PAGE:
"We're in no different a position to any other motorsport team where if there's no racing then you've got no work and you can't invoice anybody," says Dean.
"I didn't go to business school, but I'm pretty sure that the first lesson would have been 'if you can't invoice anybody, then you haven't got a business'. That's the case with us, no matter how big we are."
The planning and contingency measures are made harder by the fact that nobody knows how long the shutdown will go on for - especially if, as expected, it surpasses the three-week review period suggested last week by the prime minister. England's deputy chief medical officer, Dr Jenny Harries, said on Sunday that it could be up to six months before life in the UK returns to "normal".
"We've had to follow the guidelines and close down for the three weeks," says Broadhurst. "Then at the end of that we might be closed for another three weeks, we just don't know yet. But you need that flexibility when we come out the other side of it."
Of the teams Autosport spoke to, all were optimistic that they would be able to carry on.
Broadhurst says PMR runs "quite a skeleton crew even when we're racing", with around eight full-time staff at its Warwickshire HQ (pictured below), "so we're a little bit more fortunate that there's not so many bodies", while Dean plans to keep all of United's staff for the foreseeable future, with many having loyally stuck with him since his days running Team JLR in Formula Ford and subsequently Ginetta.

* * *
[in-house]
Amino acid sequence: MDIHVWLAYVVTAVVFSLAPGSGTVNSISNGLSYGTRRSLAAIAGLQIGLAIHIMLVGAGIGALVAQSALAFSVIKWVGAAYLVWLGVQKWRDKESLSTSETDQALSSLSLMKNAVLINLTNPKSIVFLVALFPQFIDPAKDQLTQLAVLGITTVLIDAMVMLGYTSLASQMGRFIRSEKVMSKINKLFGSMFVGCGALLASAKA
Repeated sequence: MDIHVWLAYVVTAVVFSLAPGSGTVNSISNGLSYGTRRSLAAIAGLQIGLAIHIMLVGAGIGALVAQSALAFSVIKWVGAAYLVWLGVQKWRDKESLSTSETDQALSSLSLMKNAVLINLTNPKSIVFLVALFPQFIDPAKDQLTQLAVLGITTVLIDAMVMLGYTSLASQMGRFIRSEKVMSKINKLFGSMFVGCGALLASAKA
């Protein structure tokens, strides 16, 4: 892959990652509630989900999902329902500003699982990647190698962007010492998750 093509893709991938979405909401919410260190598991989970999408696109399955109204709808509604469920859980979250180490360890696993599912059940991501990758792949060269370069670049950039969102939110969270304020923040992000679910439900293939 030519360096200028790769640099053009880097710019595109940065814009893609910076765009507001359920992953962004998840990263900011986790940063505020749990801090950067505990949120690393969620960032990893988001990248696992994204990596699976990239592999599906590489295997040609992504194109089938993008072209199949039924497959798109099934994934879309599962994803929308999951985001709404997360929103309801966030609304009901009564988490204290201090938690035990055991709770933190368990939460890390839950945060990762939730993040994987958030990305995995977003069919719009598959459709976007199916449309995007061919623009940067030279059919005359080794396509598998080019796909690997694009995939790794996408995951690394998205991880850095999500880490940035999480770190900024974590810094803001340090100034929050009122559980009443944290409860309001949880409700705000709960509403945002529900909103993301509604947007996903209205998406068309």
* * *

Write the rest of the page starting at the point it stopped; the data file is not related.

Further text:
"We all have to presume that life at some point is going to get back to normal and motorsport is going to get back to normal and if it does, we're going to need our people," says Dean.
"It's alright having a great building and a team name, but if you've got no staff then you haven't got a team. We haven't laid anybody off yet - we don't intend to.
"Obviously we can't do that indefinitely and neither can anybody else in any other business, but we've reacted as fast as we can to put ourselves into a position to last until the next race on our schedule that hasn't yet been postponed, in July at Paul Ricard [in the European Le Mans Series].
"We own everything so we're in a fortunate position, but if it goes on for a year it might be a lot more difficult. We've just got to get through it the best we can" Richard Dutton
"There's an argument that the smaller teams can ride this out for longer, especially if we continue to stay loyal to all our people, but the benefit we have is we've got an awful lot of customers and certainly everybody has been standing by us so that we're in a position to come back out of this."
Likewise, Fortec and Barwell assured Autosport that they have no plans to downsize for the foreseeable future.
"We're making sure everyone is safe at home and that's it," says Dutton. "As soon as we know when we can come back and get going again, we will. If there was a race meeting this weekend, we could be there.